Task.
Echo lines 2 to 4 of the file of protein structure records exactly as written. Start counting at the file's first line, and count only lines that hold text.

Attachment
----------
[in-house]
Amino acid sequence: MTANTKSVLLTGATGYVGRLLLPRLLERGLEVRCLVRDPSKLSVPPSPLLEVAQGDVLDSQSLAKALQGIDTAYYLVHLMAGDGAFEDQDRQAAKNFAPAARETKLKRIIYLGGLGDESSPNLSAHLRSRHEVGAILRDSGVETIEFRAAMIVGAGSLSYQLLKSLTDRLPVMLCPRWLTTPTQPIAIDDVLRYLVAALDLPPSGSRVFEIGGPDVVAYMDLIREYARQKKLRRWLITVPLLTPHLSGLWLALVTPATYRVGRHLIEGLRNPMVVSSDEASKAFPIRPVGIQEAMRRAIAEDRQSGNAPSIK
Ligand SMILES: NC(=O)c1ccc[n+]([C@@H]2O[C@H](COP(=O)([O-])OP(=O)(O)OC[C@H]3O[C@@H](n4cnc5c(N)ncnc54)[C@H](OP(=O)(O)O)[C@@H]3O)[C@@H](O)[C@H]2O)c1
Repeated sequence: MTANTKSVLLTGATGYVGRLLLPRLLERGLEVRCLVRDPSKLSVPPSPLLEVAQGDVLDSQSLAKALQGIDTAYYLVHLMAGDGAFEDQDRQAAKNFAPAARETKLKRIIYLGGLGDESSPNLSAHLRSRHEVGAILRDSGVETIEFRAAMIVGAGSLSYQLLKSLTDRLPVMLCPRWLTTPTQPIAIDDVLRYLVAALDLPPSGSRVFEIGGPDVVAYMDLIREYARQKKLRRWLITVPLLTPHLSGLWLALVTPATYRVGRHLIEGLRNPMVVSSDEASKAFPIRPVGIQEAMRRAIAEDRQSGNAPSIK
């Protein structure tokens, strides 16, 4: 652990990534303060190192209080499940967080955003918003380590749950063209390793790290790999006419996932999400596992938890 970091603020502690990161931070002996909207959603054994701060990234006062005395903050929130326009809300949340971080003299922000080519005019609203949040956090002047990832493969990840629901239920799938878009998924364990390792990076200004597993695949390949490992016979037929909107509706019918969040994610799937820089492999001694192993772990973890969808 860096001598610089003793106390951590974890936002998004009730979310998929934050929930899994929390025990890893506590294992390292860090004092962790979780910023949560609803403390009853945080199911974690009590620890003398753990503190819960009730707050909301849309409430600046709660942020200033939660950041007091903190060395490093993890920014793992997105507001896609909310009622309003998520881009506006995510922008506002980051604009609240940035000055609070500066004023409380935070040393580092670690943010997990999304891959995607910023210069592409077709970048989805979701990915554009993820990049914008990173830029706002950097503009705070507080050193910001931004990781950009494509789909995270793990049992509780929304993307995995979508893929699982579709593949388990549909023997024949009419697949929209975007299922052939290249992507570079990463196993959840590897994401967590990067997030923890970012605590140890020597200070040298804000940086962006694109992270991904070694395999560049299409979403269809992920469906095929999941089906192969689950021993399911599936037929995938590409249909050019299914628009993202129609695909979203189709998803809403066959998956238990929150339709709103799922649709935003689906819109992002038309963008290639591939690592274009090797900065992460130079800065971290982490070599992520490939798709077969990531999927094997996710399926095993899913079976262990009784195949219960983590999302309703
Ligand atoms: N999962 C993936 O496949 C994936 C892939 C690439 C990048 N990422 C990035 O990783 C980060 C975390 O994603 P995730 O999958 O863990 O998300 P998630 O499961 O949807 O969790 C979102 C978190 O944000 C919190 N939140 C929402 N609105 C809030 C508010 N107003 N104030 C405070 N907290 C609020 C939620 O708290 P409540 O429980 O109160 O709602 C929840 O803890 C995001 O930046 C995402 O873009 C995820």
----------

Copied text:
Amino acid sequence: MTANTKSVLLTGATGYVGRLLLPRLLERGLEVRCLVRDPSKLSVPPSPLLEVAQGDVLDSQSLAKALQGIDTAYYLVHLMAGDGAFEDQDRQAAKNFAPAARETKLKRIIYLGGLGDESSPNLSAHLRSRHEVGAILRDSGVETIEFRAAMIVGAGSLSYQLLKSLTDRLPVMLCPRWLTTPTQPIAIDDVLRYLVAALDLPPSGSRVFEIGGPDVVAYMDLIREYARQKKLRRWLITVPLLTPHLSGLWLALVTPATYRVGRHLIEGLRNPMVVSSDEASKAFPIRPVGIQEAMRRAIAEDRQSGNAPSIK
Ligand SMILES: NC(=O)c1ccc[n+]([C@@H]2O[C@H](COP(=O)([O-])OP(=O)(O)OC[C@H]3O[C@@H](n4cnc5c(N)ncnc54)[C@H](OP(=O)(O)O)[C@@H]3O)[C@@H](O)[C@H]2O)c1
Repeated sequence: MTANTKSVLLTGATGYVGRLLLPRLLERGLEVRCLVRDPSKLSVPPSPLLEVAQGDVLDSQSLAKALQGIDTAYYLVHLMAGDGAFEDQDRQAAKNFAPAARETKLKRIIYLGGLGDESSPNLSAHLRSRHEVGAILRDSGVETIEFRAAMIVGAGSLSYQLLKSLTDRLPVMLCPRWLTTPTQPIAIDDVLRYLVAALDLPPSGSRVFEIGGPDVVAYMDLIREYARQKKLRRWLITVPLLTPHLSGLWLALVTPATYRVGRHLIEGLRNPMVVSSDEASKAFPIRPVGIQEAMRRAIAEDRQSGNAPSIK